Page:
A strategic default on our government is really the only responsible thing to do
ROCKVILLE, MD -- It is sad day when hardworking, undercompensated CEOs and money managers must see a bloated government gouge us with outrageous taxes -- and then throw away all our hard-earned money.
Millions of Americans claim to be old, sick or laid off. And instead of working for an honest livelihood, they employ all their time begging for a government handout. They drive up the national debt with their dependence, and are responsible for the current budget mess we are in.
I think it is agreed by all parties that this prodigious spending is deplorable. So amid the current debate over the debt ceiling, I feel compelled to offer my "modest proposal" to fix our free-spending ways: a strategic default on our debt. It's a strategy employed by many homeowners underwater on their five-bedroom homes in Las Vegas, and it's one we should put to use on a national scale.
America, it is time we just walk away.
Here are the obvious benefits to the elimination of our government as we know it.
The end of the welfare state
The shutdown of government spending will serve both short-term needs in balancing the budget but address long-term budget problems we face due to the Nanny State mentality in Washington.
Take Medicare, one of the biggest causes of our current budget trouble. If we eliminate this program, we will not only eliminate one of the biggest drains on the U.S. Treasury but we will also fix the nagging demographic problem caused by Baby Boomers living longer and clogging Social Security roles.
Without healthcare, surely few of our seniors will survive into old age -- thus resulting in lower Social Security payouts. And with the death of our healthcare-happy seniors, a drop in demand will drive down costs for the rest of us.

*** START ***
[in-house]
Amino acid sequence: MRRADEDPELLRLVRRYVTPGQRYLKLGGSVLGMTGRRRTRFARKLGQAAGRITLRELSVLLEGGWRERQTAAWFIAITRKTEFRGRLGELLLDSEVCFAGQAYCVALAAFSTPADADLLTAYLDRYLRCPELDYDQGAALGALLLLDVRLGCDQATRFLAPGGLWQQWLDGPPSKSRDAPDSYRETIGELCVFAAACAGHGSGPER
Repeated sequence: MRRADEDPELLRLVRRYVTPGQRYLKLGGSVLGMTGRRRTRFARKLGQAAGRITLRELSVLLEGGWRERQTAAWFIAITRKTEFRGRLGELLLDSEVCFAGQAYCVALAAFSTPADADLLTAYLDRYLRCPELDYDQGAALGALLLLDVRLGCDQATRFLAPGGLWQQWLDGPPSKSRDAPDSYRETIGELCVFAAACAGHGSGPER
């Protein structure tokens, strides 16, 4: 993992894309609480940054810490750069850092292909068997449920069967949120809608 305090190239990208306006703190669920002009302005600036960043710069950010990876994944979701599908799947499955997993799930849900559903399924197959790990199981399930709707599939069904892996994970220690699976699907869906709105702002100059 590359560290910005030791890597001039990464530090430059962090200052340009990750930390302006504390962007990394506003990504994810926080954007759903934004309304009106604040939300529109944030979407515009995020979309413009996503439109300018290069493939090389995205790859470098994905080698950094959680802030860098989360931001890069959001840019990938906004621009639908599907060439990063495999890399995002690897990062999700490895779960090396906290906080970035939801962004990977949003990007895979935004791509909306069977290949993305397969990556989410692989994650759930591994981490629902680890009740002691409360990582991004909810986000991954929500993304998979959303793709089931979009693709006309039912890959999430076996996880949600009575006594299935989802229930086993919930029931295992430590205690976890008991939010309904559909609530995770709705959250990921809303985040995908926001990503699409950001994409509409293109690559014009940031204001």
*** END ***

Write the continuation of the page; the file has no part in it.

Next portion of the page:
These socialist programs are part of the problem. It's time to make them part of the solution.
The restoration of free markets
Even worse than these big-ticket programs are the money-wasting programs that actively undermine our free-market system.
For instance, why do we dish out $12 billion for the Department of the Interior? It's time for Uncle Sam to get the sticky fingers of regulators off trees and rocks once and for all. They exist in nature just fine on their own -- and if parks can't compete in a digital age, it's not taxpayers' fault. When an agile and innovative timber company pulls into town, the market should decide who succeeds or fails.
And that's just for starters. Most galling is the $78 billion for Health and Human Services -- a heavy-handed, meddlesome department if there ever was one. FDA regulators tell us what we can and can't eat, and which drugs we can take. The CDC makes outrageous demands that food service workers wash their hands. Where's the personal freedom? Where's the ability for illness and immune systems to compete on an even playing field as God intended, without regulators interfering?
It's time we stopped this appalling creep of government.
The end of pork once and for all
Another note on wasteful spending: There are many earmarks and pork barrel projects that are not part of an insidious agenda but simply a way to curry favor by wasting taxpayer dollars on pet projects with no impact on the greater good of the nation.
Consider the thousands of "roads to nowhere" in Wyoming. The state has just 550,000 residents yet over 900 interstate miles -- while Rhode island has over 1 million residents and a mere 70 interstate miles! Wyoming's greed is unconscionable.